Yesterday was the familiar, but today is somewhat less so. We’re back in Italy, in Piedmont, but instead heading southwest from Alba, we’re going in the opposite direction where we can find this Cantina del Pino Barbaresco DOCG 2006.
I wrote a little about Piedmont when I covered the Dolcetto d’Alba not so long ago, but only really to say that’s where Alba is located. It’s a hugely important wine region in the northwest of Italy, best known for three grapes: Nebbiolo, Barbera, and Dolcetto. Nebbiolo is the cornerstone grape of a dozen DOC/DOCGs, and is perhaps most famous when produced on Barolo or Barbaresco. Barbera is somewhat more rustic, and while widely produced, is very much the second grape of the region. Dolcetto is third in the rankings, and usually made into a drink now style of wine. Piedmont is also home to two styles of sparkling wine, Asti and Mostaco d’Asti, as well as some white varieties which represent a small but growing percentage of production.
Barbaresco itself is a DOCG (since 1980), situated to the east of Alba in the Langhe area. A hilly region, the soils are calcareous marl. The climate is similar to the rest of Piedmont, with hot summers, cold winters and fog, though it is moderated by the river Tanaro.
As the wines of Barbaresco are nearly always viewed as a counterpart to neighbouring Barolo, it’s worth noting how the wines differ. Both are made from Nebbiolo, but the conditions in Barbaresco ripen the grapes sooner and give lighter wines. As a result, Barbaresco is a lighter style, and the ageing requirements are a year in oak and two years total, a year less than Barolo. The lighter body does not take away from the tannins and acidity for which Nebbiolo is known, though Barbaresco matures rapidly and is not meant for the extented ageing commonly associated with Barolo.
I’ve written briefly about Nebbiolo in the context of Jasper Hill, but here again are the basics: early budding, late ripening, susceptible to poor fruit set with thin but tough skins, it produces lightly coloured wines of high acidity and high tannin levels. In Piedmont, in addition to Barbaresco and Barolo, it produces several other DOC/G wines, as well as many other less regulated local wines as varietals and blends. Outside of Piedmont, it is also grown in Valtellina where it is known as Chiavennasca, but otherwise it is little grown in the rest of Italy. In the New World it has many fans but it is a challenging grape to grow. There are plantings in the Pacific Northwest of the USA, Argentina, and in cooler areas of Australia, but only a few stand out examples.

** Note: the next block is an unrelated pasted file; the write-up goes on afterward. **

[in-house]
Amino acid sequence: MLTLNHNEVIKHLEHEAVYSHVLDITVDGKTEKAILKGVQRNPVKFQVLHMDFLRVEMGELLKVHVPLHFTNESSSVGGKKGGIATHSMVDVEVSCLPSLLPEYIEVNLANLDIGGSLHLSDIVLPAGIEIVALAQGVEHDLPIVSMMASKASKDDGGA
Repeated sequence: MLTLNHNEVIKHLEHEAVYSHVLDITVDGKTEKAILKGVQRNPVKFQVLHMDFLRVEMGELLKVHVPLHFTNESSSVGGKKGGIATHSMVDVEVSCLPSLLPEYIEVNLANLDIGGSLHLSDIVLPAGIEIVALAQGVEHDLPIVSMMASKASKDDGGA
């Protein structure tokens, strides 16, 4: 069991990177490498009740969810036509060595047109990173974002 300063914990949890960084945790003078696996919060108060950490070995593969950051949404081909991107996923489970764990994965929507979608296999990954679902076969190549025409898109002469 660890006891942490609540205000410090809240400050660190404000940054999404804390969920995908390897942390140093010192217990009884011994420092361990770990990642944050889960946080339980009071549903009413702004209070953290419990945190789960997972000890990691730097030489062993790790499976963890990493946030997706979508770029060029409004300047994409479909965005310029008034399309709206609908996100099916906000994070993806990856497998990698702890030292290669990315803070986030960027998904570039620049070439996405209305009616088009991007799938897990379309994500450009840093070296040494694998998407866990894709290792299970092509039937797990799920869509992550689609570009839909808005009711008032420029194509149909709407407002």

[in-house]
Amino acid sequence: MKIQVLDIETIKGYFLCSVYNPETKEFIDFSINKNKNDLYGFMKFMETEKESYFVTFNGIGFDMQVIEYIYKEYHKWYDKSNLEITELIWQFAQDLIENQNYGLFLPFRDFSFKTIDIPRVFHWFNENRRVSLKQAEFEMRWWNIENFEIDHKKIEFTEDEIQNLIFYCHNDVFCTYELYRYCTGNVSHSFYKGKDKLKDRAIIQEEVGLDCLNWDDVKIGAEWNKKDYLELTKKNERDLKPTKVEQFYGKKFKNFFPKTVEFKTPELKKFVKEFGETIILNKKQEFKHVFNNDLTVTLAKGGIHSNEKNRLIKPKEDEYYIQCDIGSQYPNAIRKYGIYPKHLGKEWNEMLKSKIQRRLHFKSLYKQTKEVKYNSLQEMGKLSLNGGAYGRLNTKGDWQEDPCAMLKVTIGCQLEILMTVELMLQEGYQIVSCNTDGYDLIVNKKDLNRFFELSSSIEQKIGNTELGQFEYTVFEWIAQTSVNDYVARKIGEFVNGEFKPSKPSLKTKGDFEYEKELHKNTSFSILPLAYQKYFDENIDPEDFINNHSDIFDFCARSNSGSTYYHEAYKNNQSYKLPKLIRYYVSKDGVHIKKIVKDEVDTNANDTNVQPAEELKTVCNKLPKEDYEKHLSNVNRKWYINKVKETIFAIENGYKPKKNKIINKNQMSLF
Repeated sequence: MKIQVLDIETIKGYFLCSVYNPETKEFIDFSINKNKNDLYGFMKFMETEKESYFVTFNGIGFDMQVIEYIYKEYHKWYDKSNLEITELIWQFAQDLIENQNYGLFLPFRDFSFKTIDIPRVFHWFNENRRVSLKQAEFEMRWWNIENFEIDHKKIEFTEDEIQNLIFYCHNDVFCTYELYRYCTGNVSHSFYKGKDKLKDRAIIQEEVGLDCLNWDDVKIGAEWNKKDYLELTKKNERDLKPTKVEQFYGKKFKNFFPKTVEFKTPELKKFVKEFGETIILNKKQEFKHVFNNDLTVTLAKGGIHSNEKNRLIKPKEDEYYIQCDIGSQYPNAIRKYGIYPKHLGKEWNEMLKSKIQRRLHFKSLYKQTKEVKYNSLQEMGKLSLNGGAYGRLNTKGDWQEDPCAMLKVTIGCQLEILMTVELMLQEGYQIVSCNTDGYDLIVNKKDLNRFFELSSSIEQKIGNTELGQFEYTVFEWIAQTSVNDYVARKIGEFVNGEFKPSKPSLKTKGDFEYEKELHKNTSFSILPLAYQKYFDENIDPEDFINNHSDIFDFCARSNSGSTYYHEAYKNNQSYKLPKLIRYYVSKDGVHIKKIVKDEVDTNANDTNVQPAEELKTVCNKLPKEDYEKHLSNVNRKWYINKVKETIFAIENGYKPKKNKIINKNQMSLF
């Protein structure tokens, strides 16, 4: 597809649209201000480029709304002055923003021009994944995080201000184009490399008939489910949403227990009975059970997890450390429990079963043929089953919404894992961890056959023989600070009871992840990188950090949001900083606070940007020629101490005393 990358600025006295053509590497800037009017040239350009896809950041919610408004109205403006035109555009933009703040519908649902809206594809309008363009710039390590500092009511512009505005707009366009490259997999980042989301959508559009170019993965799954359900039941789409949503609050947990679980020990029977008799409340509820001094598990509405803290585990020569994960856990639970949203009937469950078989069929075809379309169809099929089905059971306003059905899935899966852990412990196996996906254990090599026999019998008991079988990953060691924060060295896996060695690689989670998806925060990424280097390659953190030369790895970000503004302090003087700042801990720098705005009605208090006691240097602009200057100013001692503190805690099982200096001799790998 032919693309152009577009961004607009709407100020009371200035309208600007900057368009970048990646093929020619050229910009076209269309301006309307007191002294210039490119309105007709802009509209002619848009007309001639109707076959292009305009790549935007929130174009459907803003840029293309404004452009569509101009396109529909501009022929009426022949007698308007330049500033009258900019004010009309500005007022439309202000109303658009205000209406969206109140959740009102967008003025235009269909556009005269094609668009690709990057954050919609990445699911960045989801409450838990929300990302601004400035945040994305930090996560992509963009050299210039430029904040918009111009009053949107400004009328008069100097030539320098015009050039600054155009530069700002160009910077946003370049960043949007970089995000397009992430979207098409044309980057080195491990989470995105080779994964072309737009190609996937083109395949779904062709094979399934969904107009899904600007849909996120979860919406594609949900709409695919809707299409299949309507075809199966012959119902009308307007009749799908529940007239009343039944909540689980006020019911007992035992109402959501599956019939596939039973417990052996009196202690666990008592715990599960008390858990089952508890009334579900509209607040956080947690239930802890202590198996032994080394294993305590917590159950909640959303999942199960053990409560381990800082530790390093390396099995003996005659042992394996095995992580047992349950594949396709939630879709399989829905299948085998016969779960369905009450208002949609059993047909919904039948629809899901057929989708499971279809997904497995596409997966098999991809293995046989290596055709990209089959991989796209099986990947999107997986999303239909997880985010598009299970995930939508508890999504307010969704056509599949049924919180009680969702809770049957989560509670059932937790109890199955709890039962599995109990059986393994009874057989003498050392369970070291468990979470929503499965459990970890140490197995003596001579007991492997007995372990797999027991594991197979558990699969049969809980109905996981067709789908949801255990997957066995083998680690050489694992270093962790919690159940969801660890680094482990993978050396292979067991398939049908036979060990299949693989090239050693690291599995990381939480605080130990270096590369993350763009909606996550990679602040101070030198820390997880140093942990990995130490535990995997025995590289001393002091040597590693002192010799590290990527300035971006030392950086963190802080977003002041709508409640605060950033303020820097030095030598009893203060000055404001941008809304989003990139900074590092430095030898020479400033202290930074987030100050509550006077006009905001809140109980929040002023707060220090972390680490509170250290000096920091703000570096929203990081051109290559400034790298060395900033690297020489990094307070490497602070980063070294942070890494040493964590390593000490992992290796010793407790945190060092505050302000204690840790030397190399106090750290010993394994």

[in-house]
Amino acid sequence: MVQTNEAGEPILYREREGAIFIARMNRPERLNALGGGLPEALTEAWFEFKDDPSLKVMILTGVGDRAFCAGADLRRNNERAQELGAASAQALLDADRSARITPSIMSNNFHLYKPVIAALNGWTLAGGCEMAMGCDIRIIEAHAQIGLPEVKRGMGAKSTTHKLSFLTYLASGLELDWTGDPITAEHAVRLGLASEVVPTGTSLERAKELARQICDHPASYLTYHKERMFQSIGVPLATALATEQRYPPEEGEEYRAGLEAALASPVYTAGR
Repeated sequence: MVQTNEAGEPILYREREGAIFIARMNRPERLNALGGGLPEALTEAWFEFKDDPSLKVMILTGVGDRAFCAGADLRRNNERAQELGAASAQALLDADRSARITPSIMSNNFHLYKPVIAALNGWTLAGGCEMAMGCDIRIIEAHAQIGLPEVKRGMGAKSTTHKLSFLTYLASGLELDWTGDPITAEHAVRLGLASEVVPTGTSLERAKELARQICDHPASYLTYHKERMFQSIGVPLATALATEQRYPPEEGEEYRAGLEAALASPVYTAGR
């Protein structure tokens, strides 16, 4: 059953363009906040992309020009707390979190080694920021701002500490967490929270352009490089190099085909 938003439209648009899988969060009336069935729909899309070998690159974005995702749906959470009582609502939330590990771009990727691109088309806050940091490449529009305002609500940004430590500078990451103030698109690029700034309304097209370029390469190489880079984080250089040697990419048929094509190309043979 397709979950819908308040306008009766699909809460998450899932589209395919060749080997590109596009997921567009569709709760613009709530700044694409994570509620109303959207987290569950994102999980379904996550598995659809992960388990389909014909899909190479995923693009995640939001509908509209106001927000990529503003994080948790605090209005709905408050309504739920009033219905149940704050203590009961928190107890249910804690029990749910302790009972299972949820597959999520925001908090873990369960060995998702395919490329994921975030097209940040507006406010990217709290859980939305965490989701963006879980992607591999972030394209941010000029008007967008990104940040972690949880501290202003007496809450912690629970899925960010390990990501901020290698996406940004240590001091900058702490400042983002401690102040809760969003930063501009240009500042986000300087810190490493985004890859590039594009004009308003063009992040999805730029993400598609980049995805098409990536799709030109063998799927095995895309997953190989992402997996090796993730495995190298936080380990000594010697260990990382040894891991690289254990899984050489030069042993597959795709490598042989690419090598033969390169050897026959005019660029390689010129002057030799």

Cantina del Pino is one of the oldest producers in Barbaresco. The vineyards were established nearly a hundred years ago by the former director of the Royal Enological School in Alba, Domizio Cavazza, who first called wine produced in that area from Nebbiolo grapes Barbaresco. The company is named after a pine tree he planted to mark the birth of his first son, and while his family did not take up the business after he died, the Vacca family who took over after him have maintained it ever since, now on their fourth generation. They produce three Barbarescos, a Langhe Nebbiolo, a Barbera d’Alba, and a Dolcetto d’Alba, as well as a Langhe Freisa.
While they don’t make any claims as to organic certification, they use no chemical fertilizers, and the average age of their vines is 40 years old. They use 20-30 day macerations and fermentation in stainless steel, both under controlled temperatures. They age their wines for two years in oak and at least another year in bottle. They neither fine nor filter their wines.
In the glass, this wine is clear and bright, with a medium minus garnet colour, and very slow, thick legs. On the nose it is clean with medium intensity and a developing character. There are notes of sour cherry, sweet spice, and potpourri. The palate is dry, with medium plus mouth coating tannins, medium plus acidity, medium minus body, medium flavour intensity, medium plus alcohol. There is a bit of tar, some perfume, and lovely pomegranate notes. It has a medium plus length.
I rate this a very good wine – I really enjoyed it. It had a complex mix of flavours and good intensity on the palate. In addition, it has a really nice colour, as in pretty shade, though not especially deep.